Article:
Pre-schoolers learn about coding on tablet games
Computational thinking for pre-schoolers
In the classroom of a childcare centre, 15 pre-schoolers areusing their fingers to drag shapes on the right of a tablet screen to fit into a shape on the left.
This went on for about 20 minutes last Thursday, in the Kindergarten 2 class at Carpe Diem Juniors in Pico Creative Centre in Kallang.
The children spend an hour each week on this School of Fish curriculum, and are among a growing number of children learning computational thinking, or the thinking behind coding, as part of pre-school.
About 400 children from 25 pre-schools are using the curriculum, which was piloted last year. Education firm Jules Ventures developed School of Fish.
This comes amid efforts to introduce coding to the young.
The Government last month announced a $3 million plan that aims to distribute 100,000 gadgets to school-going children and adults over the next two years to teach basic coding.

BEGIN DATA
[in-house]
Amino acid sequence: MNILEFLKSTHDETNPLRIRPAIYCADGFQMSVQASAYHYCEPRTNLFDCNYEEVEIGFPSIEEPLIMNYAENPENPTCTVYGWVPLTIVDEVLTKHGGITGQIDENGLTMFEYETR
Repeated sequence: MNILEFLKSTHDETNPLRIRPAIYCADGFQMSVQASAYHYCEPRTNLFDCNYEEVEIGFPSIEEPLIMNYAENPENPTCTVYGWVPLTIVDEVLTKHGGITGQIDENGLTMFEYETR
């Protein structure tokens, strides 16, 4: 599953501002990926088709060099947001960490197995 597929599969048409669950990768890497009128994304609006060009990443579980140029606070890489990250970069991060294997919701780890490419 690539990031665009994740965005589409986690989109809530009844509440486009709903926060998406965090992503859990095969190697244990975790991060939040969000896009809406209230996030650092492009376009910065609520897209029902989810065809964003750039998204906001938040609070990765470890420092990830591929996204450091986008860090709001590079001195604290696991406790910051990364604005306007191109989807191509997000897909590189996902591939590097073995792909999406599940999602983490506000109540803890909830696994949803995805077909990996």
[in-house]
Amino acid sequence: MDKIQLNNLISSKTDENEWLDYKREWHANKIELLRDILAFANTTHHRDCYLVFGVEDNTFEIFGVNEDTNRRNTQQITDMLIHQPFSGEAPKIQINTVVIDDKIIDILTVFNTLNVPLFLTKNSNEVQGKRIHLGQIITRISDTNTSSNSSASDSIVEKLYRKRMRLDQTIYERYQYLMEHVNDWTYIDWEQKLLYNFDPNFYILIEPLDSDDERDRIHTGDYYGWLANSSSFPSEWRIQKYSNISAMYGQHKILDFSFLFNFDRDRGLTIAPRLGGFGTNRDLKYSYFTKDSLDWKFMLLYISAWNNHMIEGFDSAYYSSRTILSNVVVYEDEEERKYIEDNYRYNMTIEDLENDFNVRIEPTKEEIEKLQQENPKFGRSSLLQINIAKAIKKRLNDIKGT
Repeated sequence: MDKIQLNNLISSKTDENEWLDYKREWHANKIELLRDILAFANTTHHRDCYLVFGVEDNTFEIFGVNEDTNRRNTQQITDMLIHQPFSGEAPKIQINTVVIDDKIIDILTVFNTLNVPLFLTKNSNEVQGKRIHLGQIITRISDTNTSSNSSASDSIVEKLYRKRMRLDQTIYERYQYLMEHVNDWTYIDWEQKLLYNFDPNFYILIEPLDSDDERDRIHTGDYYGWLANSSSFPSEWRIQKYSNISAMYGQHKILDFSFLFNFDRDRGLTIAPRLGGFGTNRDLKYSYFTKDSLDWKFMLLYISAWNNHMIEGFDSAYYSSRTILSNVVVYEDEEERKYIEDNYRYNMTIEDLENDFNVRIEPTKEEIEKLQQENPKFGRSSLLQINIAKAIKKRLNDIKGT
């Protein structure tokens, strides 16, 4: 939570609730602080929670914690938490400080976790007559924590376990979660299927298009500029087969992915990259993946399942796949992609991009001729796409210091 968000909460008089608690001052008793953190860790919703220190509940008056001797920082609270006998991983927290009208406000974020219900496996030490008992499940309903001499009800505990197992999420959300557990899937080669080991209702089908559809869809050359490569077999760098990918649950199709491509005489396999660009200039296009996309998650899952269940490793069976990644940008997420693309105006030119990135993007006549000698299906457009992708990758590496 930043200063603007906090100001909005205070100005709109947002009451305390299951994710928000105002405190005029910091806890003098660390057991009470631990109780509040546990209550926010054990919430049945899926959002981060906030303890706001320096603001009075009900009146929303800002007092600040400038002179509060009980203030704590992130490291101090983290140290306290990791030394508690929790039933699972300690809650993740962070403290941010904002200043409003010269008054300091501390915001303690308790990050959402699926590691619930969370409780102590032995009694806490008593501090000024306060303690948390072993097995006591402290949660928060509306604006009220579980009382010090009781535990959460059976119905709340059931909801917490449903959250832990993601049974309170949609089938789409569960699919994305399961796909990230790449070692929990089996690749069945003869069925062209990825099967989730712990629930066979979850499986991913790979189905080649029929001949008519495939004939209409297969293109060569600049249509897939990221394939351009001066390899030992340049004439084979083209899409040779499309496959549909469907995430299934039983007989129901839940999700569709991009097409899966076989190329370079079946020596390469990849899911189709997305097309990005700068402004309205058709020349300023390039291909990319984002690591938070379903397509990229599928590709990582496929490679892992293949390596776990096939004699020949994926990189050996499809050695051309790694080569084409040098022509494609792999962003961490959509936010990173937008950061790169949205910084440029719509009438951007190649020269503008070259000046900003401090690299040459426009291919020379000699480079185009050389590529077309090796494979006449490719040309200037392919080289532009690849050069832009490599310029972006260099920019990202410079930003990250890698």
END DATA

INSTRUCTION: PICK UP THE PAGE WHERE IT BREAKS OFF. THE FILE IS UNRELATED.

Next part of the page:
In the School of Fish app, each child has a virtual buddy that guides them to goals through activities that teach computational thinking, which involves problem-solving by drawing on concepts linked to computer science.
Six-year-old Chloe Oh said: "Algorithmic thinking means to do things step by step.
"Decomposition means to break something into smaller parts."
The game the K2 class played teaches decomposition, as the shape on the right of the screen is formed by fitting smaller pieces together, and algorithmic thinking, as they sequentially try to fit in the largest piece first, followed by smaller pieces.
Jules founder Jonathan Chan said: "Learning computational thinking is a valuable and vital life skill that enables our pre-school children to be effective problem-solvers in the 21st Century digital economy."
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